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Anyone Taught in Japan?

Discussion in 'Teaching overseas' started by L11cex, Feb 17, 2011.

  1. L11cex

    L11cex New commenter

    I am thinking about working as a primary teacher at an international school Tokyo. I have an interview in early March. Has anyone taught in Japan? Have you any advice or pearls of wisdom to share?
  2. L11cex

    L11cex New commenter

    I am thinking about working as a primary teacher at an international school Tokyo. I have an interview in early March. Has anyone taught in Japan? Have you any advice or pearls of wisdom to share?
  3. millsandboon

    millsandboon New commenter

    I'm in Japan at the moment. Its an easy place to live and everything is usually very much above board.
    Language is a nightmare to learn unless you're a linguist type, but plenty of classes availableif you're willing to pay.
    If it doesn't have a picture on the front, I've learnt not to buy it in a supermarket. Red bean looks like chocolate, doen't taste like it though...and as for natto..
    Very little is written in English, making it pretty much alien territory, but you get used to it.
    The poeple are very nice, but I find them a little cold at times and some just downright racist. I'm white European. Gaijin. Stares abound.
    Sakura season is on its way. Its been bloody cold here since the beginning of December but its starting to warm up.
    You need to ake sure school pay for your rent- rents are high, especially in Tokyo. I pay close to £1000 a month for a one bed- not a fancy one either!
    Get good medical cover too- our school's is rubbish.
    Bring lots of your own country's painkillers- they seem a lot weaker over here.
    I enjoy it here very much, but its a long way from home. Depends where you've been before I guess.
    Is thst the kind of stuff you were after??
  4. wrldtrvlr123

    wrldtrvlr123 Occasional commenter

    I taught in Japan from 2006-2008 and loved it there. Do your research on the school, the package etc. Japan is amazing, but less so if you are pinching pennies or stressing from paycheck to paycheck. PM me if you want an opinion of the school/package.
    The language is easy, but only compared to Mandarin. If you learn katakana/hirigana (two character sets) it would be helpful to read signs/menus and the satellite TV guide.
    Was never really bothered/noticed a lot of staring. But then again I'm in Beijing and don't notice it here either.
    Drinking sake under the sakura is an amazing experience.
    We paid into the national health insurance which was very reasonable and excellent.
    Good luck!

  5. Completely agree with World Traveller on the language front. Learn katakana first. All foreigner words are written in katakana, so if you go to any restaurant that isn't Japanese (or Chinese) you'll be able to read the menu (even an Indian restaurant). It took me about four days to learn using flash cards and I can still remember it today, eleven years later.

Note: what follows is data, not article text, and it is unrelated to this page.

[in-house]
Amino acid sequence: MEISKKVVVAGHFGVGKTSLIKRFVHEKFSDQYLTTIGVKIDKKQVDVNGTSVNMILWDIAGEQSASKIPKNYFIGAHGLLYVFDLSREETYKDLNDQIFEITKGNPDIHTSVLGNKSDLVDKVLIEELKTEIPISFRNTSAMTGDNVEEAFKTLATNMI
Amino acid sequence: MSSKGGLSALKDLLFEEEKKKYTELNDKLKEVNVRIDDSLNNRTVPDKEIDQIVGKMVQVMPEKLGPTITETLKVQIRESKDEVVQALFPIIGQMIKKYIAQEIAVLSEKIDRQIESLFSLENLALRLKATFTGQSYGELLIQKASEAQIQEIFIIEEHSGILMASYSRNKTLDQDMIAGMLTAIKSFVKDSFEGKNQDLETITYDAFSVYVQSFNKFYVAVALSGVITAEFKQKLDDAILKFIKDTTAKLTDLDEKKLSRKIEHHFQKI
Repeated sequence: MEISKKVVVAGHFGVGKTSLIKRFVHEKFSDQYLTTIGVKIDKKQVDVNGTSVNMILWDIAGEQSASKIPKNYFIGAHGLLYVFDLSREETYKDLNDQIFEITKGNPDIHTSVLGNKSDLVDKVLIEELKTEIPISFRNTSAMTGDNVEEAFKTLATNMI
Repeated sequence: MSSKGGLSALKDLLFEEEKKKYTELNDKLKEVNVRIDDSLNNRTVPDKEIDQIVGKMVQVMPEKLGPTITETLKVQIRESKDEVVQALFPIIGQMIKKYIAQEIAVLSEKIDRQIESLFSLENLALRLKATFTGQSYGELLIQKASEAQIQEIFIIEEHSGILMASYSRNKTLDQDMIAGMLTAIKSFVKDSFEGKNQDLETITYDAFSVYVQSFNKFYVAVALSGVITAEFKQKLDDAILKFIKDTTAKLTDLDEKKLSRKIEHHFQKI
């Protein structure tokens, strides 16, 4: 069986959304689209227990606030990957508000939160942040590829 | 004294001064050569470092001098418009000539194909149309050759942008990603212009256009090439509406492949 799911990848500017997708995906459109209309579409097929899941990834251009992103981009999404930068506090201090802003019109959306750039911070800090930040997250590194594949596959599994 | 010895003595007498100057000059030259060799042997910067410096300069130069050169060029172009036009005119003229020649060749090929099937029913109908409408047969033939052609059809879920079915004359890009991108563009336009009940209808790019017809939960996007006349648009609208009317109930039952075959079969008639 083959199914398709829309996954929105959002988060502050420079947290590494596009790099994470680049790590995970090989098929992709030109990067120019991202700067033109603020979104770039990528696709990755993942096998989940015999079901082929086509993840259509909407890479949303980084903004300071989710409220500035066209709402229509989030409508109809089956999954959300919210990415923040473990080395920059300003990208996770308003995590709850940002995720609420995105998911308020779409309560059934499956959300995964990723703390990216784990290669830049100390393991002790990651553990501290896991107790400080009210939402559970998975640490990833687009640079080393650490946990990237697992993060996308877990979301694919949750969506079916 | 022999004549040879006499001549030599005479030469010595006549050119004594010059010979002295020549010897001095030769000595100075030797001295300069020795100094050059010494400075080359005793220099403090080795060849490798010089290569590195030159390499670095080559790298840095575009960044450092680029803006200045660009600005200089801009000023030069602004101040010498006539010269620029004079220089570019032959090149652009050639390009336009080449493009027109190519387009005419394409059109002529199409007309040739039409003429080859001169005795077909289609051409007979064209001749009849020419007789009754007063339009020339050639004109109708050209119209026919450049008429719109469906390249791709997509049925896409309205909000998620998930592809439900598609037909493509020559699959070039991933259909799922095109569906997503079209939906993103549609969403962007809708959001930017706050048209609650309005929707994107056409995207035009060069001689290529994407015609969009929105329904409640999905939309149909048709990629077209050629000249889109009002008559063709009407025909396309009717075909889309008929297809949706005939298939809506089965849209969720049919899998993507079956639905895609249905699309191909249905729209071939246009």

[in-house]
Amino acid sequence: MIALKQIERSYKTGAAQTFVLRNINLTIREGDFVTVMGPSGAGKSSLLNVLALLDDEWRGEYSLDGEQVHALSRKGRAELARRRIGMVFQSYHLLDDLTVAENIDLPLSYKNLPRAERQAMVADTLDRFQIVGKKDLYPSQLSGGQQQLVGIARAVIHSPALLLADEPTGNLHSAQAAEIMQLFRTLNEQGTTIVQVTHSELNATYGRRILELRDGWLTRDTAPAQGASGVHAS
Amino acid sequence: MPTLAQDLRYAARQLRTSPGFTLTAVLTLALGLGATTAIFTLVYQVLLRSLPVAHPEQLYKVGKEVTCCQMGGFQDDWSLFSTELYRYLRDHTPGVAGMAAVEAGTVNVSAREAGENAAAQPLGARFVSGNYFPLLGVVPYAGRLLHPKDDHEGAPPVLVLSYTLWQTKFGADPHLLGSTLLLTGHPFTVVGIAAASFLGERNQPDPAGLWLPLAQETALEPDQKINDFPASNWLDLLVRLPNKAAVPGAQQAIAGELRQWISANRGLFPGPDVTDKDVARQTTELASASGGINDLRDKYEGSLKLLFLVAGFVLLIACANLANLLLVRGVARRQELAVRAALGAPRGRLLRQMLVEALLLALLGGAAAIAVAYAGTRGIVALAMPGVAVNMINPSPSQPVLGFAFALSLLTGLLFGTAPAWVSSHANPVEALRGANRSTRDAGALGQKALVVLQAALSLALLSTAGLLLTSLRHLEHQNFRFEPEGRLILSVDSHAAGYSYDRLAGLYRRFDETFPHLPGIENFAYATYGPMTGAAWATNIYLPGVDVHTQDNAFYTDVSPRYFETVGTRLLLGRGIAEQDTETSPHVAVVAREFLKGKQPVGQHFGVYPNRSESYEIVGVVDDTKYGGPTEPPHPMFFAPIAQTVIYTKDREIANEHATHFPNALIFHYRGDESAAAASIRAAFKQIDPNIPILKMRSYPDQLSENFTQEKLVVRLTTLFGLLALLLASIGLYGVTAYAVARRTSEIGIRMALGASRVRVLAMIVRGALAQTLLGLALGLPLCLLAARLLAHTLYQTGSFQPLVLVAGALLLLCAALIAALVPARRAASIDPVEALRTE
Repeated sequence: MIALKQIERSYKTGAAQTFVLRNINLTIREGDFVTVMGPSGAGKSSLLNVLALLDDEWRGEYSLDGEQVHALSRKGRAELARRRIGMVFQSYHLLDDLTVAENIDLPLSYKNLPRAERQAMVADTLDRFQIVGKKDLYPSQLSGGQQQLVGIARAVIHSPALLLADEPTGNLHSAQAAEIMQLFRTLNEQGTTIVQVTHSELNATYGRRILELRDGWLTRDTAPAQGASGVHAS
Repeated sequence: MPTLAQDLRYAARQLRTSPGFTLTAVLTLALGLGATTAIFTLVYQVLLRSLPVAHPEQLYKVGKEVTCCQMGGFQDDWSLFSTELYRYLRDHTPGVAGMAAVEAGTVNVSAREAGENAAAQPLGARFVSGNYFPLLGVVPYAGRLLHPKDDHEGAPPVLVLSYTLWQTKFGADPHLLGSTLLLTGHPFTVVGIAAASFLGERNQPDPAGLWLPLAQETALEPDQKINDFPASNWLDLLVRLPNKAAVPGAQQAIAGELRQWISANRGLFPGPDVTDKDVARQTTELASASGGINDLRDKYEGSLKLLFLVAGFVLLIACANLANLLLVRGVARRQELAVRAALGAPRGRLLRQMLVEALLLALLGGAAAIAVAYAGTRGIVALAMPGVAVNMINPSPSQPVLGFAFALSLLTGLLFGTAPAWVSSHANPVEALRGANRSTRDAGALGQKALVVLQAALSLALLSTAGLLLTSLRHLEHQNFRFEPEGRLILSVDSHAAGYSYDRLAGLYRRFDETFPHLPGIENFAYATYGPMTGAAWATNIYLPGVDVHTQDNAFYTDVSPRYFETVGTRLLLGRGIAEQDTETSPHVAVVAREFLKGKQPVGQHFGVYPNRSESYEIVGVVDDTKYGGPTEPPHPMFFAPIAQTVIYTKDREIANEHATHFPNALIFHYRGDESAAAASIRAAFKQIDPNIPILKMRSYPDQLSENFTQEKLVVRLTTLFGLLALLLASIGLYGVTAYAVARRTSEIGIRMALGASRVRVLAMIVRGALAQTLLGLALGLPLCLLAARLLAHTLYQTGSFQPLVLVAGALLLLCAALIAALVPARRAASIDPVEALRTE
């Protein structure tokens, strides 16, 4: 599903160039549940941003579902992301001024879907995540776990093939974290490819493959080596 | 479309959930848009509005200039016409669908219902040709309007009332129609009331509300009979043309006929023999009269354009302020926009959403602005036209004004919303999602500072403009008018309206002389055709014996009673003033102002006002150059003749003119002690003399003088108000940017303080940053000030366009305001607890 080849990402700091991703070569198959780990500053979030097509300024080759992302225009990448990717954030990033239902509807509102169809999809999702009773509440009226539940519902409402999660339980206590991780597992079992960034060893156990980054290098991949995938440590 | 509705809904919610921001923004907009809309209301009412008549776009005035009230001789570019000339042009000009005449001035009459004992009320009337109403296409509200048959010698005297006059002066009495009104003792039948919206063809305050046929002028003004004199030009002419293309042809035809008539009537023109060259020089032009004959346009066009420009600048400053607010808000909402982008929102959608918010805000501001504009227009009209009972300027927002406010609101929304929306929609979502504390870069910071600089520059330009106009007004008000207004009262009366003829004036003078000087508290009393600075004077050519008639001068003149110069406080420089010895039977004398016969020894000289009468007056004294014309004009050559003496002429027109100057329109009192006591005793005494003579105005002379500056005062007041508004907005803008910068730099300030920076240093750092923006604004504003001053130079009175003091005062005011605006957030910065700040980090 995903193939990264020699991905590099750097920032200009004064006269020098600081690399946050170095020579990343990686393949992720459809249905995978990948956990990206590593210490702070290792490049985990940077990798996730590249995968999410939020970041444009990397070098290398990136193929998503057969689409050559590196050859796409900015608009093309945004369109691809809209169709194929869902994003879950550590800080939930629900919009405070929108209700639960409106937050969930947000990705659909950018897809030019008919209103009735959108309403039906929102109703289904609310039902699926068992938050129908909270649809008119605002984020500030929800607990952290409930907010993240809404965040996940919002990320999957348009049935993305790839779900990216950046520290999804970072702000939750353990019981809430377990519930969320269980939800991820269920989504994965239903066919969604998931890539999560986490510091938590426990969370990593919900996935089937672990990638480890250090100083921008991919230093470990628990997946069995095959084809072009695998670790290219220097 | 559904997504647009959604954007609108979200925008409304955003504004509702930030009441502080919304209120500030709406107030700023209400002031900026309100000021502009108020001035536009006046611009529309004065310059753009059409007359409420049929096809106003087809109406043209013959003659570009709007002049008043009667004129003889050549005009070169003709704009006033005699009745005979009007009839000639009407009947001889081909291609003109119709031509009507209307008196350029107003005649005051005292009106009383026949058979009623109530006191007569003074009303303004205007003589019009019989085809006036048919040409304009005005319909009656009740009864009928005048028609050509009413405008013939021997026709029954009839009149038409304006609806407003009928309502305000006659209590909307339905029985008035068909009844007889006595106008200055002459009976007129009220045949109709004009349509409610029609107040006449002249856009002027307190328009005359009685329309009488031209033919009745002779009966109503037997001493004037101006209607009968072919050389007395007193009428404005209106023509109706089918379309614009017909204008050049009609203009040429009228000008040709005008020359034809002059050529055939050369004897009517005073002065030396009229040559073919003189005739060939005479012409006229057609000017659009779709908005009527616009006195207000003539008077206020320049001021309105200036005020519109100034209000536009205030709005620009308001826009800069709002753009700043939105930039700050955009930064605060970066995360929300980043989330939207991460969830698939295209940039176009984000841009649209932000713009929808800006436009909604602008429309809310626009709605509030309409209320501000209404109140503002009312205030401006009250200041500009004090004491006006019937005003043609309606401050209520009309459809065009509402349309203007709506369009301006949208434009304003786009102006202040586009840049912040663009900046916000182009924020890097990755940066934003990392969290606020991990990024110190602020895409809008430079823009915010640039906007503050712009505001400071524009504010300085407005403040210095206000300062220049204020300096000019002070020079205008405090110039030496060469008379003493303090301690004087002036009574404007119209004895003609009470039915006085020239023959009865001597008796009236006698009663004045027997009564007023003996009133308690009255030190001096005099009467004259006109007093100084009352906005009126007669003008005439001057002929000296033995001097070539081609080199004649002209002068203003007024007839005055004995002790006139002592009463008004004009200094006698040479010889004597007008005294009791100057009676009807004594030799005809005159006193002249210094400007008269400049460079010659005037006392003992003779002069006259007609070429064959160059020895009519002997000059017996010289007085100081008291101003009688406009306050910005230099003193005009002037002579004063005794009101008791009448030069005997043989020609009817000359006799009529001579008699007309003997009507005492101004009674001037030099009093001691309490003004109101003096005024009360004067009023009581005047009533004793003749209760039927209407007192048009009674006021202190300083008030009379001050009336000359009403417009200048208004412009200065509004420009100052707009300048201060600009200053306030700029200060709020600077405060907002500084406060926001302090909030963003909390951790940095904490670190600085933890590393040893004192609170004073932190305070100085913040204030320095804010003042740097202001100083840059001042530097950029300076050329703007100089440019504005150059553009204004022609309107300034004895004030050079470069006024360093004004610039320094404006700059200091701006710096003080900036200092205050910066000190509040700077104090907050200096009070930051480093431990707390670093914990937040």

Whether you feel stared at in your current location really depends on where you came from. We went to uni in a small town in China in 1998. After that, Beijing was fine and I wasn't really aware of it in Japan.
    I don't know about pay in international schools, but we earned 270,000 yen each as ESL teachers (we are a couple) with no housing allowance. We had a nice small new apartment in Kobe. We didn't scrimp and travelled around Asia in the holidays and each saved 500 pound a month. We certainly didn't feel poor.
  6. We paid into the national health service and as far I know it was pretty good, although I never had cause to use it.
  7. Oh! I have an interview for a school in Kobe. What is there to do for English speakers to do? Theatres/cinemas?

    Many thanks,
  8. I can't remember going to the cinema. We used to save up all the good movies and go see them in Siam Square in Bangkok. Lots of bars and restaurants, none specific to foreigners, mostly a mixed crowd, but some more expat than others. Sannomiya and Motomachi are the main entertainment areas, but public transport is excellent. Kobe is sandwiched between the mountains and the sea, so all transport runs in the same direction which really helps. Kobe isn't really a tourist town, but it is a great place to live. And for sights/getting out you have Himeji Castle to the west and Osaka to the east with Nara and Koyto a bit further than that.
    We loved our time there, except for the school (Nova, enough said). Weather wise, it gets stinkingly hot in the summer and frozen in the winter, although I don't think it snowed when we were there (could be wrong).
  9. Rhysboy

    Rhysboy New commenter

    I'm here at the moment, altogether I have 5 years experience of living and working in Japan (including a Japanese wife!).
    What exactly do you want to know?
  10. L11cex

    L11cex New commenter

    That's excellent thanks. I think the school pays a certain amount towards rent and the salary is around 6 million yen, do you think this is enough to live in Tokyo?
  11. wrldtrvlr123

    wrldtrvlr123 Occasional commenter

    Yes, that would be a top salary for schools in Japan. If the housing is decent (and even if it's not) you would be doing very, very, well even in Tokyo.
  12. Rhysboy

    Rhysboy New commenter

    6 million a year is a good salary for a school in Japan, of course it's all relative depending on your lifestyle.
    Housing is expensive in Japan and if you want to live in central Tokyo, you will spend 150-200k a month on rent alone.
    If you want specific details about your school, join International Schools Review (29 dollars for 1 year) and read what others have written.

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